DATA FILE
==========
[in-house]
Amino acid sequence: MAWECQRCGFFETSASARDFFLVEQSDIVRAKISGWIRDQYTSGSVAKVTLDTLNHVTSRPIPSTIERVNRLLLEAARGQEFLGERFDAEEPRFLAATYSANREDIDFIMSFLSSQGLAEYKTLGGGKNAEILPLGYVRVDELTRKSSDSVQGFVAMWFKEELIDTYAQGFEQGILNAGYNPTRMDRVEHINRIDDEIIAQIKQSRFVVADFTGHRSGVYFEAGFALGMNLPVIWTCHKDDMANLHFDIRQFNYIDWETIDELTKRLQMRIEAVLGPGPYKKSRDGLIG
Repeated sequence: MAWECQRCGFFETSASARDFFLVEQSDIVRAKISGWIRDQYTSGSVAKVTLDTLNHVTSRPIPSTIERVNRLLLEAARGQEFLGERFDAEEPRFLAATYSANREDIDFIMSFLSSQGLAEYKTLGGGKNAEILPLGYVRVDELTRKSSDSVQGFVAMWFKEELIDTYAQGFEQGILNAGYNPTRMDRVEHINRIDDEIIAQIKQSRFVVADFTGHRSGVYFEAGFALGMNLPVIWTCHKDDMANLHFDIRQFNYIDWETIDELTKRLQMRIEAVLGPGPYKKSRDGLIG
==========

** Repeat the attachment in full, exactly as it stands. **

[in-house]
Amino acid sequence: MAWECQRCGFFETSASARDFFLVEQSDIVRAKISGWIRDQYTSGSVAKVTLDTLNHVTSRPIPSTIERVNRLLLEAARGQEFLGERFDAEEPRFLAATYSANREDIDFIMSFLSSQGLAEYKTLGGGKNAEILPLGYVRVDELTRKSSDSVQGFVAMWFKEELIDTYAQGFEQGILNAGYNPTRMDRVEHINRIDDEIIAQIKQSRFVVADFTGHRSGVYFEAGFALGMNLPVIWTCHKDDMANLHFDIRQFNYIDWETIDELTKRLQMRIEAVLGPGPYKKSRDGLIG
Repeated sequence: MAWECQRCGFFETSASARDFFLVEQSDIVRAKISGWIRDQYTSGSVAKVTLDTLNHVTSRPIPSTIERVNRLLLEAARGQEFLGERFDAEEPRFLAATYSANREDIDFIMSFLSSQGLAEYKTLGGGKNAEILPLGYVRVDELTRKSSDSVQGFVAMWFKEELIDTYAQGFEQGILNAGYNPTRMDRVEHINRIDDEIIAQIKQSRFVVADFTGHRSGVYFEAGFALGMNLPVIWTCHKDDMANLHFDIRQFNYIDWETIDELTKRLQMRIEAVLGPGPYKKSRDGLIG